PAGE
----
Vast land expanses need to be cleared for solar and wind farms. Of the half a dozen large solar farms announced for South Australia, Bungama, Pallamana, Snowtown and Robertstown will have battery farms built alongside, again requiring further land clearance. They also tend to be distributed in more remote locations and the government has allocated $20 billion in the recent budget to upgrade our poles and wires.

The manufacture of equipment used to produce renewable energy is far from clean and green. The aforementioned battery storage required for intermittent renewables is a heavily researched area, propped up with millions of investment dollars, but solutions are yet to be found to make them from anything other than harmful substances. The equipment is also difficult to recycle.

Solar cells have a short life cycle compared to other energy production sources and performance diminishes far more quickly than other alternatives. They are thrown away, with toxins leaking into landfill. A single solar farm in California is responsible for the death of over 6,000 birds every year, which distressingly burn alive and drop out of the sky. It was also responsible for pulling hundreds of desert tortoise hatchlings and eggs out of burrows prior to construction. They were put in captivity where the bulk of them died en masse. Internationally, eagles, kites, hawks and owls are tallied as dying daily from wind turbines. This is clearly counterintuitive to the pro environmental narrative of green energy.

There is an obvious lack of political will to seriously discussing nuclear as a solution to our energy woes. While I am buoyed by the federal opposition leader's budget reply speech flagging his party's intention to relitigate this debate, I am disheartened by the Liberals' lack of action on this issue whilst in government for the previous nine years.

The prohibition on nuclear energy, which was brought about by the Howard government in 1998, is long overdue to be reviewed. Our country hospitals and their patients rely on nuclear technology for the multitude of medical supplies and research that is brought about by our very own sole nuclear reactor at Lucas Heights. I wonder how many Australians are even aware of this fact. I am glad to see that National's Senator Matt Canavan is pursuing his own private member's bill that seeks to remove this prohibition and provide the opportunity for sensible debate on small modular reactors, which are being pursued globally.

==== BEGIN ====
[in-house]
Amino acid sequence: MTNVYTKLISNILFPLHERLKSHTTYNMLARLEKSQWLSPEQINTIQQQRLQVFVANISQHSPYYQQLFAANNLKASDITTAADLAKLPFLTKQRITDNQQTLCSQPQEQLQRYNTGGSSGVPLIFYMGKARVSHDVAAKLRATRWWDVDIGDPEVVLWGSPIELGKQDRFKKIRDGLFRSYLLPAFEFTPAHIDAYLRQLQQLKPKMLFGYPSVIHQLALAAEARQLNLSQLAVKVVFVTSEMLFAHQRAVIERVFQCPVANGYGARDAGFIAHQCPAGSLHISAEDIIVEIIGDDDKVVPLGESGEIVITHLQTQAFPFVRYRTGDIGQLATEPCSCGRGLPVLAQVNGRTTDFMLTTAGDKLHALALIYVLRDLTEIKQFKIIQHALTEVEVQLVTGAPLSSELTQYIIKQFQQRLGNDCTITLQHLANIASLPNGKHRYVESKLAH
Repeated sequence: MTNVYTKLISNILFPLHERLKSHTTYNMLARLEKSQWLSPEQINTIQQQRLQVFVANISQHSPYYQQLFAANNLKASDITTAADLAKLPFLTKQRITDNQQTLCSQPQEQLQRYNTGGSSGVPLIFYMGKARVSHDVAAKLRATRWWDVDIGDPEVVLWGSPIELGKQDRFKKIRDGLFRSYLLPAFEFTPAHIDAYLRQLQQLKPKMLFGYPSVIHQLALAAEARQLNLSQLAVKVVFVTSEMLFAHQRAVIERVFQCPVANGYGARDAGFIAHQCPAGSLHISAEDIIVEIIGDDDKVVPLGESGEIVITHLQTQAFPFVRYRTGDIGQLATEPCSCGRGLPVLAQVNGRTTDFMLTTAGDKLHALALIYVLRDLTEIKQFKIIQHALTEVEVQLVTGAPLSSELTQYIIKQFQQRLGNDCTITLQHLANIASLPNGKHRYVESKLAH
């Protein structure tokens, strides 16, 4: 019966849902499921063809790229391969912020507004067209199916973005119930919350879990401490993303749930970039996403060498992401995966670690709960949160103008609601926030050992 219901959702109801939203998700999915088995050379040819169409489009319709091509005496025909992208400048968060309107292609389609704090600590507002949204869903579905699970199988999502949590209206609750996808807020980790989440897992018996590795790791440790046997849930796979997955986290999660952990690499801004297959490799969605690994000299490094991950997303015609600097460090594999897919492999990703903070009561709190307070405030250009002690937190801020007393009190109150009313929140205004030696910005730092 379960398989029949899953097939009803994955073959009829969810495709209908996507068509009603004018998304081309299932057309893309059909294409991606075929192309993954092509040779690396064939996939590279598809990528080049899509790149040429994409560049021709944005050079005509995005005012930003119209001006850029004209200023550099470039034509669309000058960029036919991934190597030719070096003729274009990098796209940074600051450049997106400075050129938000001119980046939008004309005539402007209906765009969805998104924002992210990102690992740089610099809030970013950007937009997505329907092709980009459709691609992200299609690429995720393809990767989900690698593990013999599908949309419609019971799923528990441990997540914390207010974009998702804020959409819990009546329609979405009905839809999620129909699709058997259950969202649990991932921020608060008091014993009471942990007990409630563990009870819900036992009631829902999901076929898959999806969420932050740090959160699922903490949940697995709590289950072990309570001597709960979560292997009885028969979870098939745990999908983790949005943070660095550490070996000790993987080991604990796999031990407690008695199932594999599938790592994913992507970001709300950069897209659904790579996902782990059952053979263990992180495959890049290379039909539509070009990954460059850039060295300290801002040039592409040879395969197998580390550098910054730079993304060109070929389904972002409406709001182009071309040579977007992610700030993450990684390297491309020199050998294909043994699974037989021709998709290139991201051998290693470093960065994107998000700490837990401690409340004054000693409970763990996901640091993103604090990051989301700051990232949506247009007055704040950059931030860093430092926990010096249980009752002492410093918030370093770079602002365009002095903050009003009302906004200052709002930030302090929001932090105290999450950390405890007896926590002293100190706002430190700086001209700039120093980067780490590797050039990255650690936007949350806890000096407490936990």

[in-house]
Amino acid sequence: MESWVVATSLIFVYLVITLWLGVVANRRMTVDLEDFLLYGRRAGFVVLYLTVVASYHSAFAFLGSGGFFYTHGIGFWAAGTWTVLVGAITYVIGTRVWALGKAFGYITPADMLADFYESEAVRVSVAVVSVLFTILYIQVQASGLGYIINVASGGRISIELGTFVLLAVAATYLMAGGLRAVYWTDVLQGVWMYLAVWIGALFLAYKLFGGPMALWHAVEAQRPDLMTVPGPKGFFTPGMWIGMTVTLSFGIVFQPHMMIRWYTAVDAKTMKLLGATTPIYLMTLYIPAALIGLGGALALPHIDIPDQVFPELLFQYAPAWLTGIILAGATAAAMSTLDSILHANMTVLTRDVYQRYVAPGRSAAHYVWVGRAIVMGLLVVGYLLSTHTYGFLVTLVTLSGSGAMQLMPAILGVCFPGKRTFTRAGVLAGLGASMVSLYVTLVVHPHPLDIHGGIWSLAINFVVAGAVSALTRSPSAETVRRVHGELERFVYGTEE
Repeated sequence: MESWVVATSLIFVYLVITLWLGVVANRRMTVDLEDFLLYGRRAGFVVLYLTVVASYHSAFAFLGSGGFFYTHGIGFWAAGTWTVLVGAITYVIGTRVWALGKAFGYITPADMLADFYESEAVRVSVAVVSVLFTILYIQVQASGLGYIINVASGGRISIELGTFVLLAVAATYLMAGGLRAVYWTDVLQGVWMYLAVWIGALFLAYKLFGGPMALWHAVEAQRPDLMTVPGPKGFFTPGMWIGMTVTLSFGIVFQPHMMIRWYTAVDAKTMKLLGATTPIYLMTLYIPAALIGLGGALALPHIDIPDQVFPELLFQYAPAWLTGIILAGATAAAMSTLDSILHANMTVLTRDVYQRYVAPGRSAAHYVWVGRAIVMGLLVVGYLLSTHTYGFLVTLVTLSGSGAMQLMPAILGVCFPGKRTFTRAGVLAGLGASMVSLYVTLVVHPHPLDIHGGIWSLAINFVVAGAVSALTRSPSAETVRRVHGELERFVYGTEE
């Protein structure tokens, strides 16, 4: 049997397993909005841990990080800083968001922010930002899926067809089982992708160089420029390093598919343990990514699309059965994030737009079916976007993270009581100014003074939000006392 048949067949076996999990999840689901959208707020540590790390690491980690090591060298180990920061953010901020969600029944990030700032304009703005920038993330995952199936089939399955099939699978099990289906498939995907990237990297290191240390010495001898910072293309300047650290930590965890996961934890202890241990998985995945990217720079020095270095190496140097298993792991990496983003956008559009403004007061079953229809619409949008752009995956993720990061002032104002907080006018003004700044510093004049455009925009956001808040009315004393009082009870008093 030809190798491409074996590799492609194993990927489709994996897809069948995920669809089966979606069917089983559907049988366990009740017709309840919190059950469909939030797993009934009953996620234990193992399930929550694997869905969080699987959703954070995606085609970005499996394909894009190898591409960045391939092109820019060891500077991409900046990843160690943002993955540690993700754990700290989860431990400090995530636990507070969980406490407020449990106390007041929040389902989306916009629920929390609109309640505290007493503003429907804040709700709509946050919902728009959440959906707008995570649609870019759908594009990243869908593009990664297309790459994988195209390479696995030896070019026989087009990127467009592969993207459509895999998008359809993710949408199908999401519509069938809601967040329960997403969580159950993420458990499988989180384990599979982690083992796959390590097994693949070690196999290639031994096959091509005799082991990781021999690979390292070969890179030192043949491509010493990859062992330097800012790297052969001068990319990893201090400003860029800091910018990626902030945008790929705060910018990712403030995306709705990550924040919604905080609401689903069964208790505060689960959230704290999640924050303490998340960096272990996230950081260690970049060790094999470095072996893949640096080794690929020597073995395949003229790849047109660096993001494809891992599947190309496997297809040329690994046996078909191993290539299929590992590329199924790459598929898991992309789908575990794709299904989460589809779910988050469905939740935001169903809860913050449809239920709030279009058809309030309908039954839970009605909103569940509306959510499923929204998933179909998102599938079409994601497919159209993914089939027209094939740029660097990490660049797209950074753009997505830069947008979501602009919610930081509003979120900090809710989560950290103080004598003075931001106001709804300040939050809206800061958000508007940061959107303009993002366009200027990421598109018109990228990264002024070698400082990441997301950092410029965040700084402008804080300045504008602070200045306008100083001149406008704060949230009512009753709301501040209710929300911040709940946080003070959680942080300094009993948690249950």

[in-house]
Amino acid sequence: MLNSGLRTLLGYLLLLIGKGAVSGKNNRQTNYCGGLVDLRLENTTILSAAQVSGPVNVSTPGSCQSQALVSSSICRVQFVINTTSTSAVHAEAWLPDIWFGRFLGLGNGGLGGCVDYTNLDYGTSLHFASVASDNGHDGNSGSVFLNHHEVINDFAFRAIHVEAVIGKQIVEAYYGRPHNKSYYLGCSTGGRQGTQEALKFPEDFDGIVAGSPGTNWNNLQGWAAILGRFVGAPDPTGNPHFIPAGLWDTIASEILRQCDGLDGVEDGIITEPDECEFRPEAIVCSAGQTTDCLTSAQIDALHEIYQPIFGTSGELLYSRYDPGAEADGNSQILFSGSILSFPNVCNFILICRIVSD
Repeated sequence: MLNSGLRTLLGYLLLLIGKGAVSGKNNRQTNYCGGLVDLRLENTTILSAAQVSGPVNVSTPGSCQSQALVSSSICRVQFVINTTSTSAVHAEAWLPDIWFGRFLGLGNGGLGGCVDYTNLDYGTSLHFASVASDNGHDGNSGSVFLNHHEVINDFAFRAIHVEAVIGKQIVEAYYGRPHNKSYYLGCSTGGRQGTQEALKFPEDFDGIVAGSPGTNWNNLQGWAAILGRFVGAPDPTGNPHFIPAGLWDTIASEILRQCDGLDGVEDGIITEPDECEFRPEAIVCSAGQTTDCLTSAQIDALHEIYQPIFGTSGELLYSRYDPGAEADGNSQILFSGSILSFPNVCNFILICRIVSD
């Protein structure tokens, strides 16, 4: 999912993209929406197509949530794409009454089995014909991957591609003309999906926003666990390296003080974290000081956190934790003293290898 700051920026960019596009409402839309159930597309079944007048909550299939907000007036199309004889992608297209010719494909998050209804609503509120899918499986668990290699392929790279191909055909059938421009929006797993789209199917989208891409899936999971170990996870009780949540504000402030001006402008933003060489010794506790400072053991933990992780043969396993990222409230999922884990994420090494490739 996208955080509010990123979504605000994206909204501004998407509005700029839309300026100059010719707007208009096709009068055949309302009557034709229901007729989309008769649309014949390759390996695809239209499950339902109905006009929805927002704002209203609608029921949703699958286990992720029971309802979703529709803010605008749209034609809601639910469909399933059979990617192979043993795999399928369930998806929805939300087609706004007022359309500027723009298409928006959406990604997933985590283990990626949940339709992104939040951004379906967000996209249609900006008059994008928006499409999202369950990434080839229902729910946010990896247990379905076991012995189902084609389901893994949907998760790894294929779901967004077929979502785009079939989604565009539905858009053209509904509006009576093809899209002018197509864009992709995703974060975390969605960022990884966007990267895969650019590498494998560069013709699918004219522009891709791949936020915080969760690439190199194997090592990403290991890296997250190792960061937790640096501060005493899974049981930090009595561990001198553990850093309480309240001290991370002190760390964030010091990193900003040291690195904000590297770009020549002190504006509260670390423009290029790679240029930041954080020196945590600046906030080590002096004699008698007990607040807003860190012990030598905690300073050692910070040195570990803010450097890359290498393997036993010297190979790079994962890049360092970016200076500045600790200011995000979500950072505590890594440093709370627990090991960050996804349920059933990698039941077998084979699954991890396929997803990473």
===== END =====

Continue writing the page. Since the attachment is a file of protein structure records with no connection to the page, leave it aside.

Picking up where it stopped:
Green renewables are emerging technologies and current policies are pushing us towards adoption before rigorous testing. Several experts have reached out to me worried that Labor's fixation on green hydrogen is an impending disastrous experiment at the taxpayer's expense. We have had good headlines: 'Zero emissions', 'Limitless in production', 'Storable and transportable'. What we do not hear are the questions which are yet to be answered about hydrogen, such as: where are they getting the water from? Is it desalinated? Is it from sewerage? Is it going to be piped from the River Murray?

Other questions yet to be answered include: what is the hardness of that water and how much will be required given its properties? Where is the investment coming from? What are the contracts and who has interests in these companies? How exactly will hydrogen lower the cost of the average South Australian energy bill, and will it? What are the technical solutions to improve efficiency performance and deployment of hydrogen energy?

Green hydrogen is going to be an expensive energy storage trial. We were told before the federal election in the Powering Australia Plan that renewables would cut the average family power bill by $275 by 2025. We were told that 604,000 new jobs and a 43 per cent reduction in greenhouse gas emissions would result from Labor crowbarring us towards 82 per cent renewable electricity production. What have we seen? A promise of electricity price rises of 56 per cent over the next 18 months; a trickle of jobs, led by industry, propped up by government grants and subsidies; and 800,000 Australian current jobs at risk, warned by their own unions that the energy industry is at breaking point. And we have seen state Labor governments, including our own, further committing their constituents to this path of expensive power blackouts.

The plan was a fable; a betrayal of faith to voters, as Labor appealed to the 'Teals' in their inner-city electorates. As Dr Michael Green wrote in The Spectator last week, Labor wanted 'renewables to be the magic pudding of 21st century Australia', and that 'the fairy tale promises of renewables-only ideology and the reality of our [dependency on alternative fuels will result in ongoing energy policy chaos]'.

We need real solutions and our businesses need reliable power. Our households need cheaper power, and I have heard loud and clear from my constituents that South Australians do not want more empty promises. They do not want a future filled with debt. Let us dispense with the idea that our poorest residents should be slugged with disproportionately higher energy costs just so that our politically elite can bask in their moral superiority. Green renewables are not the solution we have been promised.

Debate adjourned on motion of Hon. I.K. Hunter.